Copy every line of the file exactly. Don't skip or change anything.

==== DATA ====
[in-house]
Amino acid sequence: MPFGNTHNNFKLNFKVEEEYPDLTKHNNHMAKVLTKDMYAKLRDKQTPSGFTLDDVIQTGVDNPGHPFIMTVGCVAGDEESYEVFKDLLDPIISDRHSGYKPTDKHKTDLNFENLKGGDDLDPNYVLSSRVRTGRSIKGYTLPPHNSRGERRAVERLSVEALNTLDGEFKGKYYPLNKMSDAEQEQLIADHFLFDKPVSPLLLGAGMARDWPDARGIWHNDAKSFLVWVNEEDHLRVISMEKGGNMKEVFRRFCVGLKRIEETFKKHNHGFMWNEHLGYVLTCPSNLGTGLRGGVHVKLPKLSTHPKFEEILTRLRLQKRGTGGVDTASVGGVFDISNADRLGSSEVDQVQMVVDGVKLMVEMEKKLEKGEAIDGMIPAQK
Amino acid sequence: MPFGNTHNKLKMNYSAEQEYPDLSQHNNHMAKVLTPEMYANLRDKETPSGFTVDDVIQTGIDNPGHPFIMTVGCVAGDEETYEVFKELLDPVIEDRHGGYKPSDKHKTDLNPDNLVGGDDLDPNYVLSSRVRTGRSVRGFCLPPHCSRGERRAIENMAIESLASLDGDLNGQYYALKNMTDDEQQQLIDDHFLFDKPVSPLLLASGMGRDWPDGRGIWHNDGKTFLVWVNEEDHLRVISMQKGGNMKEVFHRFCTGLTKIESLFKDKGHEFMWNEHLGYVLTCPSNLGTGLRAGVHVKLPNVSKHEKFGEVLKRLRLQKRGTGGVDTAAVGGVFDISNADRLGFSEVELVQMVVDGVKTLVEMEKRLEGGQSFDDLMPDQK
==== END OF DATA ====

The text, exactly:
[in-house]
Amino acid sequence: MPFGNTHNNFKLNFKVEEEYPDLTKHNNHMAKVLTKDMYAKLRDKQTPSGFTLDDVIQTGVDNPGHPFIMTVGCVAGDEESYEVFKDLLDPIISDRHSGYKPTDKHKTDLNFENLKGGDDLDPNYVLSSRVRTGRSIKGYTLPPHNSRGERRAVERLSVEALNTLDGEFKGKYYPLNKMSDAEQEQLIADHFLFDKPVSPLLLGAGMARDWPDARGIWHNDAKSFLVWVNEEDHLRVISMEKGGNMKEVFRRFCVGLKRIEETFKKHNHGFMWNEHLGYVLTCPSNLGTGLRGGVHVKLPKLSTHPKFEEILTRLRLQKRGTGGVDTASVGGVFDISNADRLGSSEVDQVQMVVDGVKLMVEMEKKLEKGEAIDGMIPAQK
Amino acid sequence: MPFGNTHNKLKMNYSAEQEYPDLSQHNNHMAKVLTPEMYANLRDKETPSGFTVDDVIQTGIDNPGHPFIMTVGCVAGDEETYEVFKELLDPVIEDRHGGYKPSDKHKTDLNPDNLVGGDDLDPNYVLSSRVRTGRSVRGFCLPPHCSRGERRAIENMAIESLASLDGDLNGQYYALKNMTDDEQQQLIDDHFLFDKPVSPLLLASGMGRDWPDGRGIWHNDGKTFLVWVNEEDHLRVISMQKGGNMKEVFHRFCTGLTKIESLFKDKGHEFMWNEHLGYVLTCPSNLGTGLRAGVHVKLPNVSKHEKFGEVLKRLRLQKRGTGGVDTAAVGGVFDISNADRLGFSEVELVQMVVDGVKTLVEMEKRLEGGQSFDDLMPDQK